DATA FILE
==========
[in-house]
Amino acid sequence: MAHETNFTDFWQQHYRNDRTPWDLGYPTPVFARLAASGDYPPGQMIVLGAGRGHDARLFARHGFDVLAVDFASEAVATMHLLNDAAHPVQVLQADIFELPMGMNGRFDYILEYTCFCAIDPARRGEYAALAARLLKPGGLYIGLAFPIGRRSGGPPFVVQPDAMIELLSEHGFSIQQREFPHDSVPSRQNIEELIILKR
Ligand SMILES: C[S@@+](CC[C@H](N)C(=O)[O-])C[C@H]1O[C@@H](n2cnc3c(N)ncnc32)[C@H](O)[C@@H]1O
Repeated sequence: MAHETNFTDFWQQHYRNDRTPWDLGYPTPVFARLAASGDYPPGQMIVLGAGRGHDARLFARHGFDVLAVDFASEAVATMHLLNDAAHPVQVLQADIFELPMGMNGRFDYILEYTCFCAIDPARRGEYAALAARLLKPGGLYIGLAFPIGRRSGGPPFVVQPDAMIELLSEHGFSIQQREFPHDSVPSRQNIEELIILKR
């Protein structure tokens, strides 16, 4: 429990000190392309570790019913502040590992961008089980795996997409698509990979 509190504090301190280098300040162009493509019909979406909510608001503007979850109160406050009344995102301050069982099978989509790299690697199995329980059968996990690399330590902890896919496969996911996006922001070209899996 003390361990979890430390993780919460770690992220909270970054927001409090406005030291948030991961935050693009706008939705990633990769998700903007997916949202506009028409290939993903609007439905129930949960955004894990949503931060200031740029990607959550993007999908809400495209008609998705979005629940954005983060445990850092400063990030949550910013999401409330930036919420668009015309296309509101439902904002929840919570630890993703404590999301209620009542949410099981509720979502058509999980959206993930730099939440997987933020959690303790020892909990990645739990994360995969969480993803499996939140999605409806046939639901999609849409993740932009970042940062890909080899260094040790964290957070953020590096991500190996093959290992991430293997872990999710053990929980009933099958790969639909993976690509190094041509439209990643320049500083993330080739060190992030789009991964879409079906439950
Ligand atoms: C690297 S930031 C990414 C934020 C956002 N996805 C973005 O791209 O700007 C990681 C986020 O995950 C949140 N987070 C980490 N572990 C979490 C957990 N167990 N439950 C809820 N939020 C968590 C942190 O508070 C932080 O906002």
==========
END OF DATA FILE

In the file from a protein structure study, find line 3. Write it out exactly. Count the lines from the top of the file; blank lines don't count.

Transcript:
Ligand SMILES: C[S@@+](CC[C@H](N)C(=O)[O-])C[C@H]1O[C@@H](n2cnc3c(N)ncnc32)[C@H](O)[C@@H]1O